It is commonly asserted that ‘Liberals’* or Leftists refuse to criticise Islam (or theocratic Islam). There are variations on this trope: some claim that ‘Liberals’ or Leftists refuse to criticise Islam due to a gratuitous sense of political-correctness; some claim that ‘Liberals’ or Leftists are blind to the problems inherent within Islam; and some claim that ‘Liberals’ or Leftists are actively supporting theocratic or militant Islam through some kind of insidious political collaboration.
An examination of the relationship between the Right, the Left, and Islamism over the last half-century renders this narrative trivial at best, and deceitful at worst.
The Left and Islamism
It could be granted that due to the post-911 wave of hysterical anti-Muslim bigotry from Social-Conservatives throughout the West, many Leftists have found it difficult to navigate the line between valid criticism of Muslims and anti-Muslim bigotry; in consequence, arguably, many Leftists have been hesitant to condemn the views and behaviour of conservative and theocratic Muslims, for fear of also validating this xenophobia and bigotry.
Ostensibly, however, this situation is extremely recent; over the course of the preceding half-century, the Left (and Left-influenced groups and regimes) actually consistently opposed and battled with militant and theocratic Islamic movements; here are some examples:
- The ʿArab-Socialist regime of Nasser (r. 1956-1970)—despite appealing to Egypt’s Islamic heritage on occasion—outlawed the Muslim Brotherhood movement in 1954 and suppressed the organisation henceforth.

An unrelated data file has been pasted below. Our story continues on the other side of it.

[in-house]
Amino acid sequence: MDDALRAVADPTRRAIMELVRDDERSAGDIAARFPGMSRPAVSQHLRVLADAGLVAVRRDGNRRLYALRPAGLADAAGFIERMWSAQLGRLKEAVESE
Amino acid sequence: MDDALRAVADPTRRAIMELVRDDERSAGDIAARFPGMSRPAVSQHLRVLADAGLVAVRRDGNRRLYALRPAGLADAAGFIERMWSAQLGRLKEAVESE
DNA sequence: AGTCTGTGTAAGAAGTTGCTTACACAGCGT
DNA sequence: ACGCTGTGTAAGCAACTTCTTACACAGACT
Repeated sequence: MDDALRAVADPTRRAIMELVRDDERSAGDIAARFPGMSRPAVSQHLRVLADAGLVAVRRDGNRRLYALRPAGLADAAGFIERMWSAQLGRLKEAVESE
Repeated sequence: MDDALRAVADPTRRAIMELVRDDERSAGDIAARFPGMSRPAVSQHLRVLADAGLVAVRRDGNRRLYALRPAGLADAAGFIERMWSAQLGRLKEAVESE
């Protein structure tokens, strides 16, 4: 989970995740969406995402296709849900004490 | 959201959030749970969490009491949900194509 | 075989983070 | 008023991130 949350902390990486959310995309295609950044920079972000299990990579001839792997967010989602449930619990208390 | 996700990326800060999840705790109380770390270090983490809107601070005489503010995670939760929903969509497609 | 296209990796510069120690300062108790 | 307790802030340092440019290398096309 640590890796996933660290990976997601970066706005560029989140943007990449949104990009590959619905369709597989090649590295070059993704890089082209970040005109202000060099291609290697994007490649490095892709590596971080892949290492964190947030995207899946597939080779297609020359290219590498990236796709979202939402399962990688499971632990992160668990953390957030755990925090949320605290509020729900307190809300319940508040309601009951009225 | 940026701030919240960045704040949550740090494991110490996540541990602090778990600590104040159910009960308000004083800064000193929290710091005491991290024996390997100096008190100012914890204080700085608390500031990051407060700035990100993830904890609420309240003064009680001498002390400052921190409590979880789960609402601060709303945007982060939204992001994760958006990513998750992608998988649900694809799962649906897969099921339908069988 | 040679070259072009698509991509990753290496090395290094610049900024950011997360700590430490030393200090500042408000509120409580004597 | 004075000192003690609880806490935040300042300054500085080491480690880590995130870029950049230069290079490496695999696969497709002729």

- Following the 1964 Revolution in Sudan, the popularity of the Communist Party—a progressive organisation which had promoted women’s rights over the prior decades, etc.—prompted their Islamist opponents to launch a campaign of violence against the Sudanese Left. Several years later (in 1969), another Leftist coup d’état attempted to reverse the conservative-Islamisation of Sudan and return the country towards socially-progressive socialism.
- The Islamic-Socialist regime of Gaddafi in Libya (r. 1969-2011)—despite appealing to Islamic Tradition in their syncretic Socialist ideology—repressed and imprisoned Islamists.
- The Socialist government of Afghanistan—which gained power in a bloody 1978 coup d’état and continued the modernisation attempts of the prior regime, including the introduction of women’s rights—repressed Islamists and fought against the theocratic Muslim ‘strugglers’ (mujāhidūn) of the region during the 1980s.
- Following the 1979 Revolution in Iran, the emerging Islamist regime of Khumaini was threatened by the secular and progressive Left, which was brutally repressed through mass-executions; in 1983, the Communist Party of Iran was officially outlawed.
- In Lebanon, the Communist Party was perceived as a serious threat by Islamists, who perpetrated numerous mass-killings against their leftwing foes during the 1980s; in 1987, Twelver-Shiʿi clerics in Nabatiye issued fatāwā ordering their followers to kill all Communists in the region.
- At present, one of the most notable groups militarily-resisting I.S.I.S in the Middle East is the socialist Kurdistan Workers’ Party.
A pattern seems to emerge from this history – over the last half-century, the progressive Left (including syncretic quasi-leftwing regimes) has consistently opposed and fought theocratic and militant Islamic movements throughout the Muslim world.
The Right and Islamism
In stark juxtaposition to this recurring Leftist legacy of struggle, the imperialistic Right—particularly the U.S.A and the U.K—consistently supported militant and theocratic Islamic movements and regimes (diplomatically, logistically, and financially) throughout the last half-century, usually against the Left and secular-nationalism; here are some examples: